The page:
Patterns, Domain-Driven Design (DDD), and Test-Driven Development (TDD) enable architects and developers to create systems that are powerful, robust, and maintainable. Now, there's a comprehensive, practical guide to leveraging all these techniques primarily in Microsoft .NET environments, but the discussions are just as useful for Java developers.
Drawing on seminal work by Martin Fowler (Patterns of Enterprise Application Architecture) and Eric Evans (Domain-Driven Design), Jimmy Nilsson shows how to create real-world architectures for any .NET application. Nilsson illuminates each principle with clear, well-annotated code examples based on C# 1.1 and 2.0. His examples and discussions will be valuable both to C# developers and those working with other .NET languages and any databases–even with other platforms, such as J2EE. Coverage includes
Quick primers on patterns, TDD, and refactoring
Using architectural techniques to improve software quality
Using domain models to support business rules and validation
Applying enterprise patterns to provide persistence support via NHibernate
Planning effectively for the presentation layer and UI testing
Designing for Dependency Injection, Aspect Orientation, and other new paradigms
Review By: Victor Goldberg, Ph.D. 06/23/2010Applying Domain-Driven Designs and Patterns is about the use of the Domain Model Pattern—as described by Martin Fowler—as a motivator for software architectural design. This pattern’s approach is to map a simplified view of the reality of the problem domain using an object-oriented model.
The book is focused on the author Jimmy Nilsson's practice and what he learned in light of his own experience. He has kept up with the latest developments in software development and describes the techniques suggested by others and explains why some worked for him and some did not. So, even though the approach is on solid theoretical ground, the main interest is on what happens when the theory is used for practical projects. When there is more than one possible way of doing things, the reasons for choosing one are explained.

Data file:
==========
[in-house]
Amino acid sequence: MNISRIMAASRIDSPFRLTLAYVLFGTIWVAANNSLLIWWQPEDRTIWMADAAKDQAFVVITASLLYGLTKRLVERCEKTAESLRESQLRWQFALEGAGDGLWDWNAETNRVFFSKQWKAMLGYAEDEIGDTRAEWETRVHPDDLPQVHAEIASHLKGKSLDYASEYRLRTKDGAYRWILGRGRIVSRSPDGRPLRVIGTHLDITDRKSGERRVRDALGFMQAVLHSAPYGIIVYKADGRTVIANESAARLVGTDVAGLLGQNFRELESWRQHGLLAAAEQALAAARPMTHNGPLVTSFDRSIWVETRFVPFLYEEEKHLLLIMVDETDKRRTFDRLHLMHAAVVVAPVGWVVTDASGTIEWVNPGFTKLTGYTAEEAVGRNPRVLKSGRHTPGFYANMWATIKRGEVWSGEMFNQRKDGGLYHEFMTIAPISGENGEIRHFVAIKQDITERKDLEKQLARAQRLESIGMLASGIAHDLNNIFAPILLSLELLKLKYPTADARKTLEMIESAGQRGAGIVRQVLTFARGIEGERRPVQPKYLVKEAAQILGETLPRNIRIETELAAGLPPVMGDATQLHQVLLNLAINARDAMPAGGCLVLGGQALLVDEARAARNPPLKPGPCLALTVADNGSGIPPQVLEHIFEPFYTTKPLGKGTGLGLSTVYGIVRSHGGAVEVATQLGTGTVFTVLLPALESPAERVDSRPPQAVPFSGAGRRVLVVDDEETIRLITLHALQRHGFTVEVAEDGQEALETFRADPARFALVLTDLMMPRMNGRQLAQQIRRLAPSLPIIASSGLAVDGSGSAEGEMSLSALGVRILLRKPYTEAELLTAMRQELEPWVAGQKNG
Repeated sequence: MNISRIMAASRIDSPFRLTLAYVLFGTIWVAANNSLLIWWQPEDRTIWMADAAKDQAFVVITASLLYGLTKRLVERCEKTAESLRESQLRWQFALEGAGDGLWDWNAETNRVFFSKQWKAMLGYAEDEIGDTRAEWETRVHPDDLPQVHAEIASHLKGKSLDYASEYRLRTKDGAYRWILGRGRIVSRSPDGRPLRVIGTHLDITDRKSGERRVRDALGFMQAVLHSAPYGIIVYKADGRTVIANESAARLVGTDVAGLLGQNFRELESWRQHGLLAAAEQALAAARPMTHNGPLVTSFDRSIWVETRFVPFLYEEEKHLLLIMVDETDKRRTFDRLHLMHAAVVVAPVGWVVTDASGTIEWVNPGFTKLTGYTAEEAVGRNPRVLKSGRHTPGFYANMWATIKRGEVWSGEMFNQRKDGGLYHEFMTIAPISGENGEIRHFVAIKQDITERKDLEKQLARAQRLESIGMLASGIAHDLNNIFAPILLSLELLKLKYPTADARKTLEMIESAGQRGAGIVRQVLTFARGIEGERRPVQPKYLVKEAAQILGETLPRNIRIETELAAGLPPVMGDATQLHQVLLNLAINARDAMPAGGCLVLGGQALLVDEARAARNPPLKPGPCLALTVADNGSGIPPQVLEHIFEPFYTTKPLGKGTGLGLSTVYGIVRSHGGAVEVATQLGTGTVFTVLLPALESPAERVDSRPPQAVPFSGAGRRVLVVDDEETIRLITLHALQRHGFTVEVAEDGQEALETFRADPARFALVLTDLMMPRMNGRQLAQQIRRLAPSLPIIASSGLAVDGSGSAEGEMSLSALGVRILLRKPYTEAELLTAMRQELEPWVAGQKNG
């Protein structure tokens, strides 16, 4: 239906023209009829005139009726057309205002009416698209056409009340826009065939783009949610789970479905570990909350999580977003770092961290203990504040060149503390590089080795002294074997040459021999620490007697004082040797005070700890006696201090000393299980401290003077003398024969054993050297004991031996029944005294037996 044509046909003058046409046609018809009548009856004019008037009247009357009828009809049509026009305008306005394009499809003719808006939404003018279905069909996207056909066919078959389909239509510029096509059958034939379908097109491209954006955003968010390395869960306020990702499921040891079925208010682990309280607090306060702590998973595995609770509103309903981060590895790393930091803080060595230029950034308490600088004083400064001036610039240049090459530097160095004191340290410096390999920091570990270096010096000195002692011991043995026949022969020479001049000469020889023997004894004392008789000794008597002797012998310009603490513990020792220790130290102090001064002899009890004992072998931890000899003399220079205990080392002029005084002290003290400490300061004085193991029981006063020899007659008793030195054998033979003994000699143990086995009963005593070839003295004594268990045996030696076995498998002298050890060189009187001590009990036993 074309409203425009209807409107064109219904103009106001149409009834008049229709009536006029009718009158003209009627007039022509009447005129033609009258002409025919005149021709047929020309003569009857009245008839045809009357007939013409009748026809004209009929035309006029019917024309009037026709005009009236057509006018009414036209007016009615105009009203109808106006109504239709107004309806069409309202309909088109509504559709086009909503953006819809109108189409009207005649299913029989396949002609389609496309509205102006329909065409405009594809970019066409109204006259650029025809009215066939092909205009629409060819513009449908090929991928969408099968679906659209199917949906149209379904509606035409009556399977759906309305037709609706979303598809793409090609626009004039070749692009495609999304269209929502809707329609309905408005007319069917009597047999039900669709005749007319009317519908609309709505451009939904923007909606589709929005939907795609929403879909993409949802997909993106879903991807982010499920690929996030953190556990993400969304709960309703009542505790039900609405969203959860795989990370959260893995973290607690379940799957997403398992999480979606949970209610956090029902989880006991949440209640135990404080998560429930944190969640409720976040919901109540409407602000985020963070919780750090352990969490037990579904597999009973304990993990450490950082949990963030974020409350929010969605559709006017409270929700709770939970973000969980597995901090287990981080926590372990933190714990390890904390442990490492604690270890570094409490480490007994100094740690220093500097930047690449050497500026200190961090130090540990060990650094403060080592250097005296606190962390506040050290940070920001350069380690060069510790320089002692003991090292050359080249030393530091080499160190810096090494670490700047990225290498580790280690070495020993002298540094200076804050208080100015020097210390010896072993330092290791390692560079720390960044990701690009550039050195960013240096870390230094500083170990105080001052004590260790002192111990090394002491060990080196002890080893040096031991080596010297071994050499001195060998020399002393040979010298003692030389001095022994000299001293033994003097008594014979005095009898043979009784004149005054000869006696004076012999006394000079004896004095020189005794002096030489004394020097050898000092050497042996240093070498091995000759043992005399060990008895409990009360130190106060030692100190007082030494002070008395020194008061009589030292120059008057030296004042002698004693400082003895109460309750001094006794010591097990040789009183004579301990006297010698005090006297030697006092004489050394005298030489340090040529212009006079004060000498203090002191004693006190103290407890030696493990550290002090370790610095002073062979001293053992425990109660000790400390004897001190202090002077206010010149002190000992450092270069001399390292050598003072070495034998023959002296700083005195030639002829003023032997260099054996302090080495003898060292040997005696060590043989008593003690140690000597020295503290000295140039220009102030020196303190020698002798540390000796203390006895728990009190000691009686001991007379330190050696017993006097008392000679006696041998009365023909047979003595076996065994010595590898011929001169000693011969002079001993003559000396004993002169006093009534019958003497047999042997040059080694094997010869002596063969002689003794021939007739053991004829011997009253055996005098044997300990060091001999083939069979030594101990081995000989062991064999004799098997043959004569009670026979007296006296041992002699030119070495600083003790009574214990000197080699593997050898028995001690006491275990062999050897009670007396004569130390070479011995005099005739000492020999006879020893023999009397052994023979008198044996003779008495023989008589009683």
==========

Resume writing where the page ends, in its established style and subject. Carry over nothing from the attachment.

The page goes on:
Following the object-oriented approach, the book is divided into four separate, yet connected parts: Background, Applying Domain Driven Design, Using Patterns of Enterprise Architecture, and What’s Next.
The first hundred pages, divided into four chapters, are dedicated to presenting the background for the architectural approach. The core discussion takes the next four chapters, while the rest of the book is dedicated to applications and design techniques to embrace. Additionally, there are two appendices: one dedicated to other domain model styles and the other presenting a catalog of discussed patterns.
The main value of the book is that it was written by a person who tried many approaches published by others and separated the chaff from the wheat. His descriptions are detailed enough to be valuable guidelines for those that want or need to follow his trail. The style is reader friendly, but sometimes a little too familiar. Nobody would accuse Nilsson of writing as a pedant. His approach is to use simple language and easy sentence structure.
This is quite a comprehensive book and has much food for thought. Nilsson follows the guidelines of agile development, where QA and testing are integrated into the development process. So, the book is relevant to both disciplines.